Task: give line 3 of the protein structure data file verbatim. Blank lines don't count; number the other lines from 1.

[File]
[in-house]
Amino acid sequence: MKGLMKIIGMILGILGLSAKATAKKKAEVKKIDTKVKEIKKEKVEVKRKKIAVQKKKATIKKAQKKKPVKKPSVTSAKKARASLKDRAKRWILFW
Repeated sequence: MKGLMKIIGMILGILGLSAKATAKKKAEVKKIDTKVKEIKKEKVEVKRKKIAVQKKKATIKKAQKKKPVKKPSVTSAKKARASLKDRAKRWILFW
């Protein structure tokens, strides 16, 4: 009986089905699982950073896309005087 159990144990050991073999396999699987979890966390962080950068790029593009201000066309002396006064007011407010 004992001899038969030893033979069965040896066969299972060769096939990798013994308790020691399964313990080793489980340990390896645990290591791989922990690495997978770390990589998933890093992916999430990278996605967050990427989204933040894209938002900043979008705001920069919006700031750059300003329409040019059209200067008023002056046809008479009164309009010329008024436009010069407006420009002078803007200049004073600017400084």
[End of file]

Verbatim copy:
Repeated sequence: MKGLMKIIGMILGILGLSAKATAKKKAEVKKIDTKVKEIKKEKVEVKRKKIAVQKKKATIKKAQKKKPVKKPSVTSAKKARASLKDRAKRWILFW